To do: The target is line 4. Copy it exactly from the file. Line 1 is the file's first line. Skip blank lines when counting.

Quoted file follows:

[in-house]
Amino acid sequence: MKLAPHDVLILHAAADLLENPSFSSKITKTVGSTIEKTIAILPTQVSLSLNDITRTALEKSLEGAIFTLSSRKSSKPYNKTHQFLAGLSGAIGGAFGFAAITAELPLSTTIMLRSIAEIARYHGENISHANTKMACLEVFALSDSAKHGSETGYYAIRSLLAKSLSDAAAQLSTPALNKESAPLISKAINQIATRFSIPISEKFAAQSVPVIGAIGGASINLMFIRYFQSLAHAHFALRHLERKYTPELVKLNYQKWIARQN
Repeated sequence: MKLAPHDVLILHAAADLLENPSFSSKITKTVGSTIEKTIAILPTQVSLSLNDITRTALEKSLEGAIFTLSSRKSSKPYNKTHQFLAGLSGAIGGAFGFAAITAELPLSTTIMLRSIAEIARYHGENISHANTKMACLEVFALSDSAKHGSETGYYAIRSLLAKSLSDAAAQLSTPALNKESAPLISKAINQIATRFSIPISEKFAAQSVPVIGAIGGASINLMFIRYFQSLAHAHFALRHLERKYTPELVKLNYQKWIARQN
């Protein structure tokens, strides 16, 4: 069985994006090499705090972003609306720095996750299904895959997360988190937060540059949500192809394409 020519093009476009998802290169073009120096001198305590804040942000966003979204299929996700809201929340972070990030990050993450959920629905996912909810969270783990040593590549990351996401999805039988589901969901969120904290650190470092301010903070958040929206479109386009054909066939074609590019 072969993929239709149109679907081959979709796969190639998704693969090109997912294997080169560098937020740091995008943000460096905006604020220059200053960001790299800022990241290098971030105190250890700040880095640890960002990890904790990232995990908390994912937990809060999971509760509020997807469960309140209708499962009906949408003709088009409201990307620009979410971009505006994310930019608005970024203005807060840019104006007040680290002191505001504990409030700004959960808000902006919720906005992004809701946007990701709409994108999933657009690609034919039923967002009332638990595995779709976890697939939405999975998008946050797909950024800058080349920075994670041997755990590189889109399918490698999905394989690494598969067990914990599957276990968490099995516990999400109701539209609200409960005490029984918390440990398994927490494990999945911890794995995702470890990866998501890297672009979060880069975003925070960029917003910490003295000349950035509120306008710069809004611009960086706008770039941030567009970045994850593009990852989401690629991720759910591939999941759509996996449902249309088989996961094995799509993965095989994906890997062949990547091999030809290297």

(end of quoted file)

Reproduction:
């Protein structure tokens, strides 16, 4: 069985994006090499705090972003609306720095996750299904895959997360988190937060540059949500192809394409 020519093009476009998802290169073009120096001198305590804040942000966003979204299929996700809201929340972070990030990050993450959920629905996912909810969270783990040593590549990351996401999805039988589901969901969120904290650190470092301010903070958040929206479109386009054909066939074609590019 072969993929239709149109679907081959979709796969190639998704693969090109997912294997080169560098937020740091995008943000460096905006604020220059200053960001790299800022990241290098971030105190250890700040880095640890960002990890904790990232995990908390994912937990809060999971509760509020997807469960309140209708499962009906949408003709088009409201990307620009979410971009505006994310930019608005970024203005807060840019104006007040680290002191505001504990409030700004959960808000902006919720906005992004809701946007990701709409994108999933657009690609034919039923967002009332638990595995779709976890697939939405999975998008946050797909950024800058080349920075994670041997755990590189889109399918490698999905394989690494598969067990914990599957276990968490099995516990999400109701539209609200409960005490029984918390440990398994927490494990999945911890794995995702470890990866998501890297672009979060880069975003925070960029917003910490003295000349950035509120306008710069809004611009960086706008770039941030567009970045994850593009990852989401690629991720759910591939999941759509996996449902249309088989996961094995799509993965095989994906890997062949990547091999030809290297």